Running unseen
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    North Braelyn Wood

    When springtime finally comes to Northwestern, I can’t wait to get outside and enjoy the sunlight. But one thing I definitely don’t enjoy is running. What do I enjoy even less? Running in front of other people. 

    I never imagined I would be drawn to running, but I downloaded an app for my IPhone and I was off.  The biggest setback I’ve faced on campus is avoiding other students. No matter where I went, there was always someone else - a soccer player here, a club runner there, and a really fit grandma darting past me. For this reason I developed my own route to the Baha’i temple and Wilmette Park that aims for minimal human contact. 

    I leave Elder and take an immediate left on Lincoln because the best way to get away from students is to get off Sheridan. I’ve learned that running through the neighborhood means I pass houses instead of students.  

    After a maze of houses, I come out on Ridge Avenue. Unfortunately, this is the point in time where I’m forced into human contact. Here’s where I choose what strategy to engage in; run and ignore the cars driving past, run intervals so I seem more professional when I speed past houses, or walk and pretend like I’m not on a run at all. 

    But it eventually ends and I find myself crossing the bridge past the Baha’i Temple and entering Wilmette Park. I take a left at the Wilmette Park sign and it leads me to a nice shady street. I continue running and I reach an outdoor stage. A majority of my workout takes place here. I run the stone benches like bleachers knowing that the cars driving past can’t see me, and the occasional passerby is actually impressed by me. After that I run back, ready to face Sheridan once more. 

    On the run back, I actually quickly take Sheridan to get away from cars as quickly as possible. But, once again I run into the coverage of the houses to avoid the pity look from strangers. My route then ends right back outside of Elder (at the side entrance of course). 

    I’ve learned quite a few things from running, but not being embarrassed of myself is not one of them.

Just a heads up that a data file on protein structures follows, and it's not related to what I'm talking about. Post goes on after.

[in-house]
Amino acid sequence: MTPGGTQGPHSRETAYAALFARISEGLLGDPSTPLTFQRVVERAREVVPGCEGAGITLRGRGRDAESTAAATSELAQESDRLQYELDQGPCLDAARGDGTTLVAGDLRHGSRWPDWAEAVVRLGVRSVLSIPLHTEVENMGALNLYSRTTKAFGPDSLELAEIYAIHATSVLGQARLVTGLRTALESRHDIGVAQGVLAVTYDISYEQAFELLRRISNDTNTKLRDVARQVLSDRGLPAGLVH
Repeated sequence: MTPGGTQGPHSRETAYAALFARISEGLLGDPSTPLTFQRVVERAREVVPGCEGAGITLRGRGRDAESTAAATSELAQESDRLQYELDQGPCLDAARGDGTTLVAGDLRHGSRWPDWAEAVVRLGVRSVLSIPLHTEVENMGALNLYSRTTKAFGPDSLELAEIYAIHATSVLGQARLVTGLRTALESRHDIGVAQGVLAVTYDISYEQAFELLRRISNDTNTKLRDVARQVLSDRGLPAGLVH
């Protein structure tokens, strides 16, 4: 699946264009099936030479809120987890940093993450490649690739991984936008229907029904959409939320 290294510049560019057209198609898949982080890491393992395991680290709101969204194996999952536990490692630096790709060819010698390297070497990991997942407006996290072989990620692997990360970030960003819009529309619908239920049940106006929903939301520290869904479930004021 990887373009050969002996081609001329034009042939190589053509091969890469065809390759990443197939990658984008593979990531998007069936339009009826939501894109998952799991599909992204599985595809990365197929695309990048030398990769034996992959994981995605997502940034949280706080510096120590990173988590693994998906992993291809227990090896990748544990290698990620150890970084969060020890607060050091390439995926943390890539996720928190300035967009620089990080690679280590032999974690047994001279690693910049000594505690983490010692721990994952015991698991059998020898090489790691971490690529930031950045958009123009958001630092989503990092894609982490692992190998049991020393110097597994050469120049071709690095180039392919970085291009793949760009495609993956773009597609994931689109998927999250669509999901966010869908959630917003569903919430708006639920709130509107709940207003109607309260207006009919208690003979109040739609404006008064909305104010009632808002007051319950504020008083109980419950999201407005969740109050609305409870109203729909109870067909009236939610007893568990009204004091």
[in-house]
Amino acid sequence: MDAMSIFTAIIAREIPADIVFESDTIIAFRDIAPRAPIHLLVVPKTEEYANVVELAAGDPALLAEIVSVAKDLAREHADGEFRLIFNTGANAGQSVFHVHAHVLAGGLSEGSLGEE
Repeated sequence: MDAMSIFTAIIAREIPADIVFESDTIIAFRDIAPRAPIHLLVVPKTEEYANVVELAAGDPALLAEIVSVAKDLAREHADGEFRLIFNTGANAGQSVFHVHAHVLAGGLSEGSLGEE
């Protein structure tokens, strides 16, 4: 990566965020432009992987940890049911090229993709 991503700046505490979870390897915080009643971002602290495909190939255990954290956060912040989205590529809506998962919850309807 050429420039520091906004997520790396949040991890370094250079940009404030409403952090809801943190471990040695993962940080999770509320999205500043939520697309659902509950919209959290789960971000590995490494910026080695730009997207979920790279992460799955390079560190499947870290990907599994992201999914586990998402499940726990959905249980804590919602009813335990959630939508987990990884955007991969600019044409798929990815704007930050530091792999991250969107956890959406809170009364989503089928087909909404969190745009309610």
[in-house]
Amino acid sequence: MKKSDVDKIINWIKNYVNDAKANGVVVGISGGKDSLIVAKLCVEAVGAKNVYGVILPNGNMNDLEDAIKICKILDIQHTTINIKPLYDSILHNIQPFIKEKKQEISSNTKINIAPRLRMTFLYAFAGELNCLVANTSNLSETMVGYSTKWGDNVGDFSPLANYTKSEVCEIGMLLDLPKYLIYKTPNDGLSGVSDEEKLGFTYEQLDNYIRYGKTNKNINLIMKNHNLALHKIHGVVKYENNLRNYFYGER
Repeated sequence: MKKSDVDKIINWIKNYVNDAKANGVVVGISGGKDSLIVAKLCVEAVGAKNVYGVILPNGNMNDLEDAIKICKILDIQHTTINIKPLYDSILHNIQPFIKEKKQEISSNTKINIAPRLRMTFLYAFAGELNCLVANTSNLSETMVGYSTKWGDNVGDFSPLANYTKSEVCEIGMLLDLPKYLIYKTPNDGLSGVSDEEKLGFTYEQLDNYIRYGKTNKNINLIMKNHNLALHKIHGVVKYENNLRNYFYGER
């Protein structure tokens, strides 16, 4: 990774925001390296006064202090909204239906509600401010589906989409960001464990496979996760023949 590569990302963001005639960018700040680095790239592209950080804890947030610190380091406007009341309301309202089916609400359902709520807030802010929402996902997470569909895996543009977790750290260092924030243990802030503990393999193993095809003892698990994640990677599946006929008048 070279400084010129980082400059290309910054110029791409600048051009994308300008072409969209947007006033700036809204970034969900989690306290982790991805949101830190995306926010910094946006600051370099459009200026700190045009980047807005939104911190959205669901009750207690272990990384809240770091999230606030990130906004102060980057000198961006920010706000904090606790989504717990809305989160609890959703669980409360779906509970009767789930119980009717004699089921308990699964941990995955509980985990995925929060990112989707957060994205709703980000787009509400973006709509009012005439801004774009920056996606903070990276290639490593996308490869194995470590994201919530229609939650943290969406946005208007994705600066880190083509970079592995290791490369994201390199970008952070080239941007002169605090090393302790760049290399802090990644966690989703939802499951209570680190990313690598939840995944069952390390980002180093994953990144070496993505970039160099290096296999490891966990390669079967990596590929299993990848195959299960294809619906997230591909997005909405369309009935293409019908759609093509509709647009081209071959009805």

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    South Sarah Ehlen

    If you’re like me, you often take some kind of unexplainable pleasure in submitting yourself to the ultimate form of physical pain and torture: running. And as much as I wish I could look like a trained marathonist/Nike model every time I throw on my sneakers, I’m almost certain I actually just look completely ridiculous. In order to preserve what little dignity I have left while sweating and struggling through a run, I have made it my mission over the past two quarters to perfect my running map and have constructed a route that allows for the least amount of contact with other Northwestern students as possible. The key to accomplishing this goal? Run south. And then keep running south. And then keep running a little more south.

    My south-bound running path, though not ideal if you’re starting from North Campus and have to run right down Sheridan Road (and see every student you’ve ever met ever since arriving here) is perfect for South Campus dwellers and provides a very scenic, I’m-not-in-Evanston-anymore experience. The trick is to run on the bike paths along the beaches. You get a nice beach-side view as you run, and instead of passing that football player from your psychology class, you’ll probably just pass a lot of small dogs in sweaters, moms pushing strollers, and small children on colorful scooters.

    And if you’re really ambitious, as I like to think that I am, continue to run south along Sheridan Road, past all the little dogs, small children and nice beaches. Once you pass the giant cemetery, you are more or less guaranteed to remain unseen by other Northwestern students. Sure, you might find yourself running amongst the members of the Loyola jogging lub at this point, but no other Wildcat eyes will find you here.

    To conclude this route, I like to turn around somewhere near Rogers Beach Park and retrace my path back toward Campus, and once again take in the beauty that is Lake Michigan and a few of its $4 million lakefront homes. And as a little self-esteem boost on the return trip, pat yourself on the back for lapping the 30-year-old woman in the lululemon leggings who you first passed on your way south.


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